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'Spirit of resistance': Marking 500 years since the first slave revolt in the Americas

The Santo Domingo Slave Revolt of 1521 ushered in a backlash through "Black Codes" and repressive measures.

Five hundred years ago this month, the Americas saw its first revolt of enslaved people, when Black Africans rose up against colonial powers in the Caribbean.

Historians believe the Santo Domingo Slave Revolt took place on Dec. 26, 1521, starting at a sugar plantation owned by Diego Columbus, son of Christopher Columbus. He was governor of La Española, the present-day Dominican Republic and Haiti, according to a monograph on the revolt published by the CUNY Dominican Studies Institute (DSI) at the City College of New York.

The enslaved people marched 62 miles from the plantation to a village in an attempt to reach other Black Africans seeking freedom. The uprising was strategically planned during the Christmas season, because the enslaved knew that the white Spaniards would be distracted and deep in prayer, according to the monograph. 

“This was so well planned, which is also very interesting to me as a sociologist, that they came from different places in Africa," said scholar Ramona Hernandez, director of CUNY DSI and a professor of sociology at City College. "So they spoke different languages yet they found ways of putting together an insurrection."

“It reveals this spirit of resistance, and not taking on oppression passively," Hernandez said.

The Spanish soon sent in military reinforcements that effectively halted the revolt. But the legacy of the rebellion, which is considered the first recorded revolt in the Americas, reverberated throughout the region. 

Slaves Attempt To Overcome Their Spanish Owners
Slaves try to overcome their Spanish owners but are captured and hanged from trees in 1595. Theodor de Bry / Heritage Images/Getty Images

The start of 'Black Codes'

The year after the revolt, La Española introduced laws targeting Black people that were set in place to restrict the rights and movements of any person who was Black, whether they were free or not. This was one of the first versions of “Black Codes” seen in the Americas, according to Hernandez.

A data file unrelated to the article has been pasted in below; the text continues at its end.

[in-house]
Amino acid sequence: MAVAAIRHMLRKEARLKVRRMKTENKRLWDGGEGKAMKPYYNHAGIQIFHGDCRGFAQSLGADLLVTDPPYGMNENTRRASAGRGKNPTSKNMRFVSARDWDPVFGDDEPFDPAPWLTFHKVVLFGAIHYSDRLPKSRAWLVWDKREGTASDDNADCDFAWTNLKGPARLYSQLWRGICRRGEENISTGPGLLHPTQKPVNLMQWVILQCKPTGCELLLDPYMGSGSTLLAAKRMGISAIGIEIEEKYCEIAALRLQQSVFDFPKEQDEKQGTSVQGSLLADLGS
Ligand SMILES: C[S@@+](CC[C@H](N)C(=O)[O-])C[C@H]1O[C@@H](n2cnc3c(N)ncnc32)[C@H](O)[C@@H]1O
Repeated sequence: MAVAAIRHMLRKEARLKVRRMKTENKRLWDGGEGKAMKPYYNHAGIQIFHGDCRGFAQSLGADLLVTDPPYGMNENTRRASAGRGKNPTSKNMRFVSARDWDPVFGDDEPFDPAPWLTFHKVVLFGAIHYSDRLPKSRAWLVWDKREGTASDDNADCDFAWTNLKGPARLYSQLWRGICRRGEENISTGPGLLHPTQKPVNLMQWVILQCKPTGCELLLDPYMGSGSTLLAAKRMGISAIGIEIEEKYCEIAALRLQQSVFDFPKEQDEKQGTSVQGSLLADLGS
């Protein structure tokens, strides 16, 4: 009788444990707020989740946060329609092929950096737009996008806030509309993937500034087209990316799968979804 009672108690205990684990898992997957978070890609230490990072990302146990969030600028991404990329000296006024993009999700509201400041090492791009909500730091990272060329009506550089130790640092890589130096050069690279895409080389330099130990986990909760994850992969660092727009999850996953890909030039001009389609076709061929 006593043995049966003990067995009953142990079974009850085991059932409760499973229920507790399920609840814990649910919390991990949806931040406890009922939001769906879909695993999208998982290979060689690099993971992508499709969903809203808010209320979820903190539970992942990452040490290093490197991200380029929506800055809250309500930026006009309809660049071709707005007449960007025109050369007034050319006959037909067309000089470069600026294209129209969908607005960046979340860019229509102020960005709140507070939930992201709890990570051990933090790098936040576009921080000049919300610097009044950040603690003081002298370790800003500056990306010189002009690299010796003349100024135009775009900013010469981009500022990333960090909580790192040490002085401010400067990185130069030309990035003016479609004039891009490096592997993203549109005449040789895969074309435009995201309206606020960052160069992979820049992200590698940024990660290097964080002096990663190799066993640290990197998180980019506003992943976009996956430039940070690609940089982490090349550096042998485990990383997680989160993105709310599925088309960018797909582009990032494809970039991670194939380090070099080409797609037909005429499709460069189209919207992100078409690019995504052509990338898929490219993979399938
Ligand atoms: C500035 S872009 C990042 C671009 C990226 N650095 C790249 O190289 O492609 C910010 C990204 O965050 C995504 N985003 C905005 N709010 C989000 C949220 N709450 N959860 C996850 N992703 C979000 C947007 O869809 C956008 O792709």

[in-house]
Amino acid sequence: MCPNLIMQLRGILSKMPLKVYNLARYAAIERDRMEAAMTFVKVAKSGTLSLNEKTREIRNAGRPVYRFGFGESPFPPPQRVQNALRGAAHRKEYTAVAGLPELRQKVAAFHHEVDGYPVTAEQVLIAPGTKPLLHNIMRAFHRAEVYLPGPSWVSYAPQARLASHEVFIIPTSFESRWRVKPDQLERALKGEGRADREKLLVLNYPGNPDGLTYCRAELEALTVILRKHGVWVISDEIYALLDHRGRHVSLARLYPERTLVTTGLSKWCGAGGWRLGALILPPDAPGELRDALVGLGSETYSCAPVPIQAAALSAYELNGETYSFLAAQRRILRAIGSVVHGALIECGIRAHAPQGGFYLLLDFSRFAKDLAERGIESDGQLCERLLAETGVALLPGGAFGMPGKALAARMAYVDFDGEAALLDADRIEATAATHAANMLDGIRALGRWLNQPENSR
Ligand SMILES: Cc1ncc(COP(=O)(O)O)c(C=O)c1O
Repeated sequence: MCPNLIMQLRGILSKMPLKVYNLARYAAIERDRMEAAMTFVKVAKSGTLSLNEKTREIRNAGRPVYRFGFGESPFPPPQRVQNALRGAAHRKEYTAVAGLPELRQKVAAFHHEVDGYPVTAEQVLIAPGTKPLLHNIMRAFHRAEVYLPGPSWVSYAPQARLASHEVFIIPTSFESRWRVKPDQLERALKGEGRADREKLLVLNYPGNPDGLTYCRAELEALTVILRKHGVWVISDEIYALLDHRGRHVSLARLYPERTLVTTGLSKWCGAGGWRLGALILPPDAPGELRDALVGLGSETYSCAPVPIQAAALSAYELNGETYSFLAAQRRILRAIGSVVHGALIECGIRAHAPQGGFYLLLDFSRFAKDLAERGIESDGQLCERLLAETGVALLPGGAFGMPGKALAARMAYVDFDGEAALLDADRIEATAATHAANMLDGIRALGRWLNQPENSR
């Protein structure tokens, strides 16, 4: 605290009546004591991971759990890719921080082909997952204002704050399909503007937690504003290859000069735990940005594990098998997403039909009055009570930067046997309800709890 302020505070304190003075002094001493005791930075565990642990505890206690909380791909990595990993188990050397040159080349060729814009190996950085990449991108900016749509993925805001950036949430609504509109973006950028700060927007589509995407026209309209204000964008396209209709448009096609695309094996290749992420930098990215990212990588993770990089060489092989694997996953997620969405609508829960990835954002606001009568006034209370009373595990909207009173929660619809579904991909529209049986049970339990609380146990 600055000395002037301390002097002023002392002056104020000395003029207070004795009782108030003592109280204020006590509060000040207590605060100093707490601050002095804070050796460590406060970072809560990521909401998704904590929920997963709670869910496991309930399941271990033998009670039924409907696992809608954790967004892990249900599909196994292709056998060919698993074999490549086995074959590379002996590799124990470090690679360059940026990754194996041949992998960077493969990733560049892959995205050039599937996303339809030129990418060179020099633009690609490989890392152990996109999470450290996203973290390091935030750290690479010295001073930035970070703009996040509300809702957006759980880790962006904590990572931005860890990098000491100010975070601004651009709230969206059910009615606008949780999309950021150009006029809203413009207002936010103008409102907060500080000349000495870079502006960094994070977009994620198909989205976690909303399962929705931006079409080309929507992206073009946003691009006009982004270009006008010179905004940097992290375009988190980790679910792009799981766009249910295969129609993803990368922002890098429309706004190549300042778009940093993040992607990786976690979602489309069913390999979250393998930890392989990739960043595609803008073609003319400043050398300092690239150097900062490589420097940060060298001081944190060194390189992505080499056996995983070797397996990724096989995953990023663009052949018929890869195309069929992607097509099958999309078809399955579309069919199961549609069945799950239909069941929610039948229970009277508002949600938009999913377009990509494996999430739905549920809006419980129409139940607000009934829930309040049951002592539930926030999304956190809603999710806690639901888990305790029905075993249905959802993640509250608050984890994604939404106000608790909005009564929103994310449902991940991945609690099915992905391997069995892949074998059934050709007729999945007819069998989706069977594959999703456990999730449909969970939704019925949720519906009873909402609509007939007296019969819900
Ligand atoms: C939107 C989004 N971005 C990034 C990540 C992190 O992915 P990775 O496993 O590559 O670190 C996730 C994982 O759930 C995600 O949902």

“These are the first laws that are going to tell masters and others that were a part of the power structure in La Española how the black enslaved people are going to be treated,” Hernandez said.

She noted that many enslaved people did manage to escape after arriving on the island in the late 1400s. But the Santo Domingo Revolt was the first time Black Africans were combating authorities head-on, which led to strict and punitive treatment. 

Overall, there is a lot that is still unknown about how the enslaved people of La Española managed to attempt such a bold insurrection. To further the conversation and unpack the significance of this history, CUNY DSI and the Black Studies Program at City College is hosting a two-day conference titled “The Struggle for Freedom in La Española.”

In collaboration with nearly 13 other schools and institutions, including the Eduardo León Jiménes Cultural Center in the Dominican Republic, the multidisciplinary conference looks at how this uprising confronted the Spanish colonials and defied the status quo. 

“We need to commemorate this, that this happened 500 years ago, that the civil rights movement that we saw here [in the U.S.] was simply a continuation of something that our ancestors have done, so that our people continue to think that it is their job to combat what is evil in humanity," Hernandez said.

Although the conference is set to engage well-known scholars and voices on the subject, Hernandez expects to tap younger generations who can benefit from understanding and exploring the history of liberation in the Americas. 

“Any action that one of our people have taken anywhere, anytime to undermine what has been done to us, we need to remember it," said Hernandez, "and we need to acknowledge it so that the younger generation doesn't forget."

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